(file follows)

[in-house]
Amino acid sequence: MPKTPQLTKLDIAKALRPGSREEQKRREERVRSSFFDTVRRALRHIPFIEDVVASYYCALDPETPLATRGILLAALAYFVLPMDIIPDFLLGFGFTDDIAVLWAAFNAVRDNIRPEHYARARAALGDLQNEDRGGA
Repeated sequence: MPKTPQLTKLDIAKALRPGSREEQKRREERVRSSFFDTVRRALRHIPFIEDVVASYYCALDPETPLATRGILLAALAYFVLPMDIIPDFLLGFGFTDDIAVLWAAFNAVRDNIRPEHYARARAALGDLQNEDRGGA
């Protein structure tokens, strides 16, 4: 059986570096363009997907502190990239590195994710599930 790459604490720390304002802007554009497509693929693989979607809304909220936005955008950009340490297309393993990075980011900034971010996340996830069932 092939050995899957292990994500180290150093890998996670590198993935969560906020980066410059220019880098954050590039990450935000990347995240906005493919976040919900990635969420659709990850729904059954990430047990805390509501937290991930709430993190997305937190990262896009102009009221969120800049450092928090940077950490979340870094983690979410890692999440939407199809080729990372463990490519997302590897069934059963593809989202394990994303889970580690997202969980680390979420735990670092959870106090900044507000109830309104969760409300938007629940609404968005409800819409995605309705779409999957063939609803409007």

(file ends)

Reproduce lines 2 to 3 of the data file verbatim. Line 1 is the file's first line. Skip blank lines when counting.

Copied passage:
Amino acid sequence: MPKTPQLTKLDIAKALRPGSREEQKRREERVRSSFFDTVRRALRHIPFIEDVVASYYCALDPETPLATRGILLAALAYFVLPMDIIPDFLLGFGFTDDIAVLWAAFNAVRDNIRPEHYARARAALGDLQNEDRGGA
Repeated sequence: MPKTPQLTKLDIAKALRPGSREEQKRREERVRSSFFDTVRRALRHIPFIEDVVASYYCALDPETPLATRGILLAALAYFVLPMDIIPDFLLGFGFTDDIAVLWAAFNAVRDNIRPEHYARARAALGDLQNEDRGGA